Aug. 21, 2002 — Many Americans middle age and older believe they will have enough money for a comfortable retirement — until they find out what retirement will actually cost — a recent survey found.
Sixty-four percent of Americans between the ages of 45 and 65 with household incomes of at least $75,000 said they were confident they would have enough money for a comfortable retirement, but after a reality check, only 32% said they were confident they would have enough, a survey commissioned by Charles Schwab & Co. found.
Data from the survey, in fact, suggests that they are saving far too little.
While 59% believe their living expenses in retirement will be at least the same or higher than they are today, the median level of accumulated retirement savings reported by survey respondents was only $104,000. More than half of the respondents (56%) said they had less than $250,000 saved; almost a third (31%) said they had less than $100,000. The average age of respondents was 52 years, with an average timeline of 11.8 years remaining until planned retirement.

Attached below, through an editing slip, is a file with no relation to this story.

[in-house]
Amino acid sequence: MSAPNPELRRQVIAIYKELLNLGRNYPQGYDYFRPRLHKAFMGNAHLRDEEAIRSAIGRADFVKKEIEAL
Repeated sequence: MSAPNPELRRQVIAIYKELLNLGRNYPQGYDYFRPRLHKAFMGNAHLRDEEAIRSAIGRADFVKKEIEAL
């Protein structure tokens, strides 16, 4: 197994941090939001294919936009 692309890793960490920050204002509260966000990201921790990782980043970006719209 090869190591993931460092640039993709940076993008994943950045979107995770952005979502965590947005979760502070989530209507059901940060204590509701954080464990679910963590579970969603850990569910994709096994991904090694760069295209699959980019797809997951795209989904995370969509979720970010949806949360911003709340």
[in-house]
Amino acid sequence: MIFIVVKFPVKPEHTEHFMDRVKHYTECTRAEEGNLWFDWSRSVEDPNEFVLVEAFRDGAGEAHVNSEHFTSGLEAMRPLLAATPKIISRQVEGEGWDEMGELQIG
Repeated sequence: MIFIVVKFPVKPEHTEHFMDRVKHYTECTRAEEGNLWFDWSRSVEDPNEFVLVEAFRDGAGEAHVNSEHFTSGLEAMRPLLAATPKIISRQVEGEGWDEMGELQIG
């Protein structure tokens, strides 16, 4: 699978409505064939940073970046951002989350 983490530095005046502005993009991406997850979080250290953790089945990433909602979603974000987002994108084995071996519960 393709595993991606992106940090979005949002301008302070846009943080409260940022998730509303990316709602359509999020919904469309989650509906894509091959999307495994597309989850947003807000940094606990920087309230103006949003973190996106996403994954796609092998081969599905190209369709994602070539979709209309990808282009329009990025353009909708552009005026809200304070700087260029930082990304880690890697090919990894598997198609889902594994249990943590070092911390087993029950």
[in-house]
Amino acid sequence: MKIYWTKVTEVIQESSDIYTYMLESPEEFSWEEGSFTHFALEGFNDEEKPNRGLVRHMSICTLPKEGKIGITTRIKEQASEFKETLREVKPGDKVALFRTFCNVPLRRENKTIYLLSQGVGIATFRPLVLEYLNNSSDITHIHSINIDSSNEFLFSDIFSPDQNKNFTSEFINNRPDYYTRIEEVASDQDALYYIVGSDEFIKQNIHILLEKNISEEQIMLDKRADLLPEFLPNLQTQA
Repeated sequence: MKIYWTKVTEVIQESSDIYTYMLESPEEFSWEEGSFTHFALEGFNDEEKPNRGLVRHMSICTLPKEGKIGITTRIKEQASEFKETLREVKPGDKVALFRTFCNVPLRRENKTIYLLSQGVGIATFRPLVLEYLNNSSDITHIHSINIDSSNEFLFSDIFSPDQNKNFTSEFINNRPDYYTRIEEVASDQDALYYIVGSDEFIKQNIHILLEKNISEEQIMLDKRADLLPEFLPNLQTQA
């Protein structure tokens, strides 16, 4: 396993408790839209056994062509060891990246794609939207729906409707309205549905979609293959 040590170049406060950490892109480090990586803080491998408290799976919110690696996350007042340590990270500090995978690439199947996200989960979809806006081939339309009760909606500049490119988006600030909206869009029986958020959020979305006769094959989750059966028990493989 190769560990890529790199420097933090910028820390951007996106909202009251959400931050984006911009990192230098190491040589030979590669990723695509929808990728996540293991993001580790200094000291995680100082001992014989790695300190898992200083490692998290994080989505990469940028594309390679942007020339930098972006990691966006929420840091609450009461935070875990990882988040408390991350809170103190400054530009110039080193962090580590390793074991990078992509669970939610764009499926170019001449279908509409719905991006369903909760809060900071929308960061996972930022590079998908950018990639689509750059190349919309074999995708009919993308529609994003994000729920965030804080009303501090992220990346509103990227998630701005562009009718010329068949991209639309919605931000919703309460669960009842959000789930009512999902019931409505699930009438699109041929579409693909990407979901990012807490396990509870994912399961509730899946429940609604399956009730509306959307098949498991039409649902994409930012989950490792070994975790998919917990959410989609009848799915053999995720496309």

Schwab maintains that an individual will need approximately $230,000 in retirement savings in today’s dollars for every $1,000 of desired monthly income in retirement. In other words, in order to produce an annual income of $75,000 today, a retiree would need $1.4 million in savings.
The survey shows that even higher-income individuals aren’t taking full advantage of retirement saving vehicles. In fact, 41% of those with some type of employer-sponsored retirement plan at work (whether a 401(k), 403(b), or 457 plan) contribute less than the maximum allowed. In addition, two-thirds (67%) have not contributed to an IRA this year, and at least 63% of these do not plan to.